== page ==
The invention is illustrated in the accompanying drawings wherein:
FIG. 1 is a plan view of the diaper in the completely opened position, and
FIG. 2 is a perspective view illustrating the diaper in the folded position for application for the infant.
With continued reference to the accompanying drawing wherein like reference numerals designate similar parts throughout the views reference numeral 10 is used to generally designate a disposable diaper constructed in accordance with the invention. The diaper is divided into four longitudinal section 12, 14, 24 and 26 by three substantially parallel longitudinal folds 28, 30 and 32. The combined width of longitudinal sections 12 and 14, referred to herein as panels, is approximately from 1/4 to 1/2 the total width W of the diaper. Panels 12 and 14 are approximately equal in width as are flap members 24 and 26. Panels 12 and 14 are provided with adhesive spots 16 and 18 occupying a portion of the width of the panels. However, the adhesive spots 16 and 18 can be sufficiently large to occupy substantially the entire width of panels 12 and 14 to permit a wider degree of diaper adjustment when applied to the infant. The adhesive spots are preferably located substantially centrally longitudinally to provide a better fit. However, minor variation in this regard is permitted to accomplish specific purposes.
Longitudinal sections 24 and 26, hereinafter referred to as flap portions, are adjacent each of panels 12 and 14 and in abutting contact therewith. The combined width of the flap portions is about one-half to three-fourths the total width "w" of the diaper. Adhesive tabs 20 and 22 can be suitably attached to the back sheet of diaper 10 in known manner to extend beyond the longitudinal edges of the diaper to provide fastener means for closing the diaper about the infant when applied.
FIG. 2 illustrates the folded configuration of a diaper constructed in accordance with the invention. Prior to application to the infant, the longitudinal edges of the diaper are folded back upon the top or face sheet and secured thereto by the adhesive spots 16 and 18. The diaper thus has an "Hour glass" or "M" type configuration. In this configuration, the corners of the diaper lie substantially flat. Adhesive spots 16 and 18 may extend substantially the entire width of panels 12 and 14 to afford greater means for achieving a close comfortable fit. Thus, the width of the diaper in the crotch portion can be varied as desired by merely increasing or decreasing, the width of the folded-over flap portions. In this manner, means are provided for enabling adjustment of the diaper dimensions to the particular contour requirements of the infant and thus a "custom fit" can be readily achieved.
Providing the diaper with only three longitudinal folds as illustrated is essential. Longitudinal fold 30 provided a center line about which the internal stresses of the diaper assembly are essentially balanced. Thus, the diaper has little if any tendency to buckle or otherwise become structurally untoward in the pre-folded or folded condition. This effectively expedites manipulation of the diaper with only a single hand. For optimum results the total width of panels 12 and 14 comprise about one-fourth to one-half the total width of diaper 10, for structural stability and improved performance characteristics.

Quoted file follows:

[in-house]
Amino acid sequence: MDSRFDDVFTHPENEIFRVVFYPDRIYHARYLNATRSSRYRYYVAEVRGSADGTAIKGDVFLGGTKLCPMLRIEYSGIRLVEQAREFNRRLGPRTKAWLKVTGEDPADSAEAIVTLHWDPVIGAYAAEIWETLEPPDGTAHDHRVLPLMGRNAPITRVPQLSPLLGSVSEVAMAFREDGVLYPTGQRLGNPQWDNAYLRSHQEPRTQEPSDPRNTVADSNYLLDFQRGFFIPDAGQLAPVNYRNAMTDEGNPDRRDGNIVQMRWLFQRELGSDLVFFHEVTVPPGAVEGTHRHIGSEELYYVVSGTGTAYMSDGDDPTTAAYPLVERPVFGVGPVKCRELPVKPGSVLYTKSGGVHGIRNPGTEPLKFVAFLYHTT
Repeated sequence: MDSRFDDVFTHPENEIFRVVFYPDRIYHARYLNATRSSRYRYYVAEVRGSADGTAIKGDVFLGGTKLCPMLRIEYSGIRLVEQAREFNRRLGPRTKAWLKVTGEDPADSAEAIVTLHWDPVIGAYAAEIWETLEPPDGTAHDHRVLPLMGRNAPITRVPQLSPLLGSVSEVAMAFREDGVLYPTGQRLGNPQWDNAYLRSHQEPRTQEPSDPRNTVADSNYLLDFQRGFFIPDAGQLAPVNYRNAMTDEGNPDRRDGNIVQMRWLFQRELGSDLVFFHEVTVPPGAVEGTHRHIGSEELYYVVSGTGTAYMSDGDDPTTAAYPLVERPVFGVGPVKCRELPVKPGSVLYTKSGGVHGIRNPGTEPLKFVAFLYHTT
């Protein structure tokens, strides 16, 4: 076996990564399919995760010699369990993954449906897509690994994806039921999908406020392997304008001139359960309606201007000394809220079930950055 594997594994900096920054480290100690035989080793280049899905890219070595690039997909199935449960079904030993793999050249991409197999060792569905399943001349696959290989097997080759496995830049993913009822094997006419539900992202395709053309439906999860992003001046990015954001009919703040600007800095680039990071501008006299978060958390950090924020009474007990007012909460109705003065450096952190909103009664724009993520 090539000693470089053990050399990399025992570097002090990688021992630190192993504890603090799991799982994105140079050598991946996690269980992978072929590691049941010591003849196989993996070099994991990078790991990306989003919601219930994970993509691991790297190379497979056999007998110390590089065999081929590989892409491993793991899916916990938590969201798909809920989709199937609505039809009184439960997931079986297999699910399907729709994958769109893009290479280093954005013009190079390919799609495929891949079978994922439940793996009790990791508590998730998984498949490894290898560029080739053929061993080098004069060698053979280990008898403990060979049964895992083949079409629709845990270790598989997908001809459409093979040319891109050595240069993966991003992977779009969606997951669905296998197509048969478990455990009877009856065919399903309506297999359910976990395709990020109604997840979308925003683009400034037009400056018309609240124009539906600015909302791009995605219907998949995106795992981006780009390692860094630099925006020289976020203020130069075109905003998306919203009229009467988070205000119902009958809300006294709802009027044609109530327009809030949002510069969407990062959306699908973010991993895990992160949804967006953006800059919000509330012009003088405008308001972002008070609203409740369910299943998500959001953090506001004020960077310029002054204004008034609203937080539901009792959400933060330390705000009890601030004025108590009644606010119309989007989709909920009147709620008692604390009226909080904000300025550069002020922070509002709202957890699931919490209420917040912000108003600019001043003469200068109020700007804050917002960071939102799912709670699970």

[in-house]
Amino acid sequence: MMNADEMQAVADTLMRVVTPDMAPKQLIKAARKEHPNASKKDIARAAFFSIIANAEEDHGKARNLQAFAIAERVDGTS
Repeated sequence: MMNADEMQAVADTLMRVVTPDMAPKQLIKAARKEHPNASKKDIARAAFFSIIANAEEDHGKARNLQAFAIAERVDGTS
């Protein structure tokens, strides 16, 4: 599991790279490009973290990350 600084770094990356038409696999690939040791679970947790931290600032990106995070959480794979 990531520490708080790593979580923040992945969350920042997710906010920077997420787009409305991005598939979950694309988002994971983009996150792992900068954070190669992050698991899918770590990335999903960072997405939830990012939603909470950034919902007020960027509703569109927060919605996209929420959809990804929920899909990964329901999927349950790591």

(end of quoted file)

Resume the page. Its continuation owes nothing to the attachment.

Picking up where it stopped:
The "hour glass" configuration provides when the diaper is applied to the infant a narrowed portion in the crotch area having increased thickness due to the overlying, folded over flap portions. The narrowed portion of the diaper gives enhanced infant comfort and improved appearance while the increased thickness gives to increased absorptive capacity. The "M" configuration minimizes the total area of the water pervious face layer covered by the water impervious back sheet 36. The absorptive capacity and efficiency of the diaper are enhanced significantly, particularly compared to conventional "wing fold" diapers. Since the diaper can be easily hand-shaped to fit snugly around the legs and trunk of the infant, retention of waste fluids is more effective, allowing greater opportunity for the waste fluid to be absorbed by the middle absorbent layer. In this manner, dripping of excess fluid is minimized if not eliminated.
The layers comprising the diaper assembly can be prepared from materials well known in the art. The back sheet comprises a hydrophobic water impervious material made of a thin flexible plastic material such as polyethylene, polypropylene, polyvinyl chloride and the like. The middle layer which is the absorbent pad layer, can comprise cellulose wadding sandwiched between layers made of porous paper or non-woven web. Alternatively, the absorbent layer may simply comprise multiple plies of absorbent material such as cellulose wadding. The face sheet which contacts the infant when applied comprises water pervious hydrophobic material such as hydrophobic paper. The aforedescribed materials are described in detail in a variety of publications. Any of these materials are suitable for use herein.
A latitude of modification, substitution and change is intended in the foregoing disclosure, and in some instances, some features of the present invention may be employed without a corresponding use of other features.
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|U.S. Classification||604/365, 604/372, 604/375, 604/385.201, 604/385.21, 604/389, 604/370|
|Cooperative Classification||A61F2013/49074, A61F13/49001, A61F13/49413|
|European Classification||A61F13/494A1, A61F13/49A|